Finally, drive over to Glass Mountain. It was our favorite of the three. Though it is only about 12 feet high and it would easily fit on a baseball diamond, it glitters and sparkles in the sun. Pictures don’t really show the dazzling reflections. There is a sign that prohibits collecting pieces of the silicate, so please leave it there for everyone to see.

Glass Mountain isn’t very big, but it is super cool!
All of the little rocks in the mountain sparkle in the sunshine.
We loved Glass Mountain. The sparkly, shiny rocks are worth the drive!

The Caineville Wash Road continues on toward Cathedral Valley, but we flipped around and drove 16 miles back to town. The Cathedral Valley road requires a river crossing, and a good 4 wheel drive, so if you continue on, make sure that you can make it. We loved our trip to the Temples! And Glass Mountain made it that much better. For more information about Capitol Reef, read about our visit.

You can get a great look at the Temple of the Sun and Moon from Glass Mountain, too!

Tips for Driving on Rough Dirt Roads

Don’t spin the wheels in sand. If you have to stop in the sand (don’t), ease your foot off the brake and allow the gears to pull you forward. Revving the motor will dig a nice deep hole.

Don’t try to straddle rocks or other things that point up. Instead, put your tire on them. This will keep your axle or oilpan off of them.

Be in control of your speed. Going too fast won’t allow you to react to unexpected holes, and this road has a lot of them.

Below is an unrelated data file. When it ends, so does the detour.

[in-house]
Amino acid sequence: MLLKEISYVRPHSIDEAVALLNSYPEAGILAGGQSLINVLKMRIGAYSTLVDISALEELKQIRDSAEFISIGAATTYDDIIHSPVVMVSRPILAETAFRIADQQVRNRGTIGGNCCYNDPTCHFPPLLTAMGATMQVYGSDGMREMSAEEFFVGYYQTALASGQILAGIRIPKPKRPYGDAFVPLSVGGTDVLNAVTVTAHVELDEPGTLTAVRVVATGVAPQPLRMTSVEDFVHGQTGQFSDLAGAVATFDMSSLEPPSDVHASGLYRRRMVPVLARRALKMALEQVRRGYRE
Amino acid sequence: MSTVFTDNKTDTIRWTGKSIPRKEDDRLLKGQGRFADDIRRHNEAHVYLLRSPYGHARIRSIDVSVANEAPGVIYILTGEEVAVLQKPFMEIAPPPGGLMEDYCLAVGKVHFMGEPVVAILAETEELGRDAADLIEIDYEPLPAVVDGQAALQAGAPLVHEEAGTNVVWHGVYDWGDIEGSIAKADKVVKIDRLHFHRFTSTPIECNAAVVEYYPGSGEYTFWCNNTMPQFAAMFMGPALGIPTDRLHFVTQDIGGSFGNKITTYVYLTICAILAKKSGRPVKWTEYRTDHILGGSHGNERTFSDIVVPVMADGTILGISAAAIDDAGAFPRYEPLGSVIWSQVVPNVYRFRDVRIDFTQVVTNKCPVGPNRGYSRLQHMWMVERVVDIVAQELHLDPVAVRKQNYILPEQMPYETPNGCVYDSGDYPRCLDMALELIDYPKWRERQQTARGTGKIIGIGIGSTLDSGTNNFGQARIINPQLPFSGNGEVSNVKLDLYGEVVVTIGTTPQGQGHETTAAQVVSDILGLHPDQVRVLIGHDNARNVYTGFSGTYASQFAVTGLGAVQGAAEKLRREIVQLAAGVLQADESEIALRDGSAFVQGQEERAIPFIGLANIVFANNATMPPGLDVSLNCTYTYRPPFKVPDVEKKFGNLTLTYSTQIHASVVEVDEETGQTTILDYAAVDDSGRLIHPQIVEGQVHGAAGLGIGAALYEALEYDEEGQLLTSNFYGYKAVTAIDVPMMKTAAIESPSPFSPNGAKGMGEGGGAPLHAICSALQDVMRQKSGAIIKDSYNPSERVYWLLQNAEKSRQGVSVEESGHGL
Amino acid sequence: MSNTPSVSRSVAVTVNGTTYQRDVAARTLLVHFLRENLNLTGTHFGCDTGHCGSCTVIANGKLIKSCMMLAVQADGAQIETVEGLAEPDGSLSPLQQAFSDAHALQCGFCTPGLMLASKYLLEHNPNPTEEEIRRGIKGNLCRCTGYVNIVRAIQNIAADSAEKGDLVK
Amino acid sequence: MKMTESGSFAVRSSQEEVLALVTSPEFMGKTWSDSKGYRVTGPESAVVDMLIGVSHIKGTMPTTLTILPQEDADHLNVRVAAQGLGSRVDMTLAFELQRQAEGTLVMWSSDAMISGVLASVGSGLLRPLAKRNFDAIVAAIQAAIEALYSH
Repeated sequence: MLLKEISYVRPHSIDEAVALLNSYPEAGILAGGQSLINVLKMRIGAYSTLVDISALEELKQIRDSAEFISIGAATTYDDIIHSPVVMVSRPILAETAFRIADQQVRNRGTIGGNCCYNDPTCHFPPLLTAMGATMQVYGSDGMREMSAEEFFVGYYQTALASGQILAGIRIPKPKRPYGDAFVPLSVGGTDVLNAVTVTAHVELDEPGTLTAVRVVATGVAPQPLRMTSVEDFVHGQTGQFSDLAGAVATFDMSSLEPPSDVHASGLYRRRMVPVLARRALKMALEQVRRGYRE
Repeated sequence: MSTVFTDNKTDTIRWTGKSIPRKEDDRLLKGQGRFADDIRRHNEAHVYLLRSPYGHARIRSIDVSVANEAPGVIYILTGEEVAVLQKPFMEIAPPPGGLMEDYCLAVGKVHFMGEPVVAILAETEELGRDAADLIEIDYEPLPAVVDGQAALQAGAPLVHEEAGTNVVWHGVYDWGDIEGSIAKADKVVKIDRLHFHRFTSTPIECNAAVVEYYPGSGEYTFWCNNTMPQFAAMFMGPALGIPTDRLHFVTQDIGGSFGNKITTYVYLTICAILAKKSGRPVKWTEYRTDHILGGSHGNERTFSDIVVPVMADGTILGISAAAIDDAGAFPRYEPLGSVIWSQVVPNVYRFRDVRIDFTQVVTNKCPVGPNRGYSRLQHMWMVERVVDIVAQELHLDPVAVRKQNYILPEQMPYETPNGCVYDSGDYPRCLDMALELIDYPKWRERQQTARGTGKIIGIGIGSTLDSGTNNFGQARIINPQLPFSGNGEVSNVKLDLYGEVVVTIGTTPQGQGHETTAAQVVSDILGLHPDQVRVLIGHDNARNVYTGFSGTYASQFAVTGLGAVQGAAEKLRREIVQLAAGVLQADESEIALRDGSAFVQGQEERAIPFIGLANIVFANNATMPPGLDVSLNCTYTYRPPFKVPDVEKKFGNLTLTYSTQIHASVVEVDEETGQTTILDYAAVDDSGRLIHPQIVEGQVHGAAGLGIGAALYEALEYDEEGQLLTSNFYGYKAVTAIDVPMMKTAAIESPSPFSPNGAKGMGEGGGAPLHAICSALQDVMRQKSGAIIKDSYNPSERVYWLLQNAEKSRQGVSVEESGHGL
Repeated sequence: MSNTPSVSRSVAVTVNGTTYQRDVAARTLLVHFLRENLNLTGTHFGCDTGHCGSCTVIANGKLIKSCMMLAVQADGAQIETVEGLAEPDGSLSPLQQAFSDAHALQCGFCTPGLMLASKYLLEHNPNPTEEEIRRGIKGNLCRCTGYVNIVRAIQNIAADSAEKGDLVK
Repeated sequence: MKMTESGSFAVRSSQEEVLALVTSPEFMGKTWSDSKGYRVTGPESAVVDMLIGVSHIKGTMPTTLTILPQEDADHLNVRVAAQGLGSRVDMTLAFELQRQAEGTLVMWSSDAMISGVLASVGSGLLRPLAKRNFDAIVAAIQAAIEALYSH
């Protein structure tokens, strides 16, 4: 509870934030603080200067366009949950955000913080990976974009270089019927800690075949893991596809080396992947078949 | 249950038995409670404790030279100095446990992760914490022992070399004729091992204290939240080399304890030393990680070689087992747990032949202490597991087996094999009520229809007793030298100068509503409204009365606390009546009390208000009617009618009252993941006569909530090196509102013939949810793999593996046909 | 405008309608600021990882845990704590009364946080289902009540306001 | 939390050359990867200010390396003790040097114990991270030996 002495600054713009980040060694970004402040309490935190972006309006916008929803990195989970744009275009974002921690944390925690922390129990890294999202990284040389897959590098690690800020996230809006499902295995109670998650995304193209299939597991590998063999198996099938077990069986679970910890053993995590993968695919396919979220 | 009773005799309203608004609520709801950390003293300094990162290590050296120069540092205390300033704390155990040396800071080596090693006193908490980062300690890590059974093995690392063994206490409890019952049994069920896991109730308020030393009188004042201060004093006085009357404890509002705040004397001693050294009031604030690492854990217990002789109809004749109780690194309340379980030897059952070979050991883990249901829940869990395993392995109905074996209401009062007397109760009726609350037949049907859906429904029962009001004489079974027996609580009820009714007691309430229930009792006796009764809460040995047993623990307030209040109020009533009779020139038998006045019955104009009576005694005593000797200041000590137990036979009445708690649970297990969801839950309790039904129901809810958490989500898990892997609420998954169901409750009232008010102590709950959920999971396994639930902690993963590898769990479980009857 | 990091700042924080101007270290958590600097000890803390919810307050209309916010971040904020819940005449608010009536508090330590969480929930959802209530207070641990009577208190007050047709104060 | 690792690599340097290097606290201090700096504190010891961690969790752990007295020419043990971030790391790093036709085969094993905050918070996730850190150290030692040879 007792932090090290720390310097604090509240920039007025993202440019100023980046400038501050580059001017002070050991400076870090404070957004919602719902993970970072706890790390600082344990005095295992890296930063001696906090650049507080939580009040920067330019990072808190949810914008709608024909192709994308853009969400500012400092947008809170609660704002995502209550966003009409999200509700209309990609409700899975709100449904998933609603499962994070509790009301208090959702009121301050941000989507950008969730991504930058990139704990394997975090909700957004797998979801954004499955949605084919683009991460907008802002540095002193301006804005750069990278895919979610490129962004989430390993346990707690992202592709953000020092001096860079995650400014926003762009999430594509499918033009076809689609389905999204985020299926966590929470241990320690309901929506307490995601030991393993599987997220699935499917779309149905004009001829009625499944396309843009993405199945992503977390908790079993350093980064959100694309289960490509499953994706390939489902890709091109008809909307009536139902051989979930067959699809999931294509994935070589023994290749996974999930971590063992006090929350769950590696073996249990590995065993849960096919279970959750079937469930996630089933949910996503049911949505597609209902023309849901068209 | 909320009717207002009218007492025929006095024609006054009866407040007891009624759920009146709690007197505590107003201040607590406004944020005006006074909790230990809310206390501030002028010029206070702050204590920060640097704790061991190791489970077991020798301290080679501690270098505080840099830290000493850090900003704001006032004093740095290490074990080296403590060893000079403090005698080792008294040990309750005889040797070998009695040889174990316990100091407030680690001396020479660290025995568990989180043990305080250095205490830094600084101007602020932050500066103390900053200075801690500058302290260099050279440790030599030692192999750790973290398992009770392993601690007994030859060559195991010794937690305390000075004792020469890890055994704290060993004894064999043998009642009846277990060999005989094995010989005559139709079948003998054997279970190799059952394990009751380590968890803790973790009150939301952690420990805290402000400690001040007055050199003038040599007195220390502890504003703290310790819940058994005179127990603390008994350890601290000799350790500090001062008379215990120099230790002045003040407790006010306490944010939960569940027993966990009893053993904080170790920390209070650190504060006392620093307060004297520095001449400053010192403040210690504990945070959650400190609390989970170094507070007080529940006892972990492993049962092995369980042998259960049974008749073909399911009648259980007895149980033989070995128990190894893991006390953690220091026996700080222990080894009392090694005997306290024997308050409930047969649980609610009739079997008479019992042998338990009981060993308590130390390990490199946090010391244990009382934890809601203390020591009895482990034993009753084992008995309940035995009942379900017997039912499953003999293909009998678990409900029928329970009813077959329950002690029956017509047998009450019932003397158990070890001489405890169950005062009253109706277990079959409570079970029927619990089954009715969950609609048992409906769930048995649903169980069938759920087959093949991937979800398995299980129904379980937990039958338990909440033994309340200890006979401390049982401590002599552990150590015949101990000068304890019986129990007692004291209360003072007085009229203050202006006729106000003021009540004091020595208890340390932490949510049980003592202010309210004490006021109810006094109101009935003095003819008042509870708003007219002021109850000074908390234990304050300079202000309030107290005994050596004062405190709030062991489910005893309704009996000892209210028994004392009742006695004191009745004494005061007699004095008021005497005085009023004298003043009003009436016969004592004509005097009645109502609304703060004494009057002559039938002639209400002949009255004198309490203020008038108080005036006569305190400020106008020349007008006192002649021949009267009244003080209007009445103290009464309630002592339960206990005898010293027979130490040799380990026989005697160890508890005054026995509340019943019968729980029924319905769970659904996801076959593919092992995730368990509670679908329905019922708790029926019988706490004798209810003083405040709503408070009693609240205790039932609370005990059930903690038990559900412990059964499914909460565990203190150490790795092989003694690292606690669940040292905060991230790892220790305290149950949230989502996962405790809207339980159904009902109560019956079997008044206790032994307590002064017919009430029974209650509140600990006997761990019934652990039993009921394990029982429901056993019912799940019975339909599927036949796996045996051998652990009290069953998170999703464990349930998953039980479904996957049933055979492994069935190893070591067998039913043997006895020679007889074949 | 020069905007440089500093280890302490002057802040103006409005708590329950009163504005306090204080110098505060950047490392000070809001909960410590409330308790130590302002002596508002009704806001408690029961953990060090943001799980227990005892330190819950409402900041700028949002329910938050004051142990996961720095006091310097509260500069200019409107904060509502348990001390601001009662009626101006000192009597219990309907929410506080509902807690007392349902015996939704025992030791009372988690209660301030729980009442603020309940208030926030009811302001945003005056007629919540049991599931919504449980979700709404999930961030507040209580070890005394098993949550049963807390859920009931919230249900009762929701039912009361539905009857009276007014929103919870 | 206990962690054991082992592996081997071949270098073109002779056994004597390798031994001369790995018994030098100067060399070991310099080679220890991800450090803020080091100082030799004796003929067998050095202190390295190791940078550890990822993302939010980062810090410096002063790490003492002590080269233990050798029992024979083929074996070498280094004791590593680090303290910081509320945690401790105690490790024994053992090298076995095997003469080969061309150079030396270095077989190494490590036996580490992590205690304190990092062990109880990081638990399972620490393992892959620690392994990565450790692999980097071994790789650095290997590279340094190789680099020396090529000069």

Concentrate on the wheelbase of your car. Put the driver-side wheel, which is right under you, on the safest, smoothest part of the road.

Don’t worry about your side of the road. There are no “sides” unless you have to pass somebody.

Try different speeds on the washboards. They aren’t dangerous, just annoying!

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This Post Has 3 Comments

  1. Rick Madsen

    You guys are awesome. Thanks for the great write up.

  2. Tessa

    March 18 2021 we attempted to visit this site but faced extreme difficulty. Rodeway Inn is now called Cathedral Valley Inn. And the sign that says 490 West with Cathedral Valley underneath it is gone. You can see the post where it used to be. Once we finally found the road, we weren’t able to make it to the site as we were in a 2019 FWD RAV4 and there was a creek flowing pretty good somewhere between 9-12 miles in. We had passed the sign that said entering cathedral valley, but didn’t make it to the sign that said to turn left. Even if you can’t make it all the way, the drive is awesome. Just be weary, absolutely no cell service, lots of cows on the roads, and we didn’t see any other cars or people the 2 hours we were there.

  3. Tyler

    Our Nissan FWD rogue got stuck in the sand 2 miles from the temple today for two hours. We were lucky to have two groups of Good Samaritans to help push the vehicle out. The road condition keeps changing. I would recommend a high clearance, AWD SUV or truck to go in. And make sure you bring enough water and food. There is no cellular signal in the desert.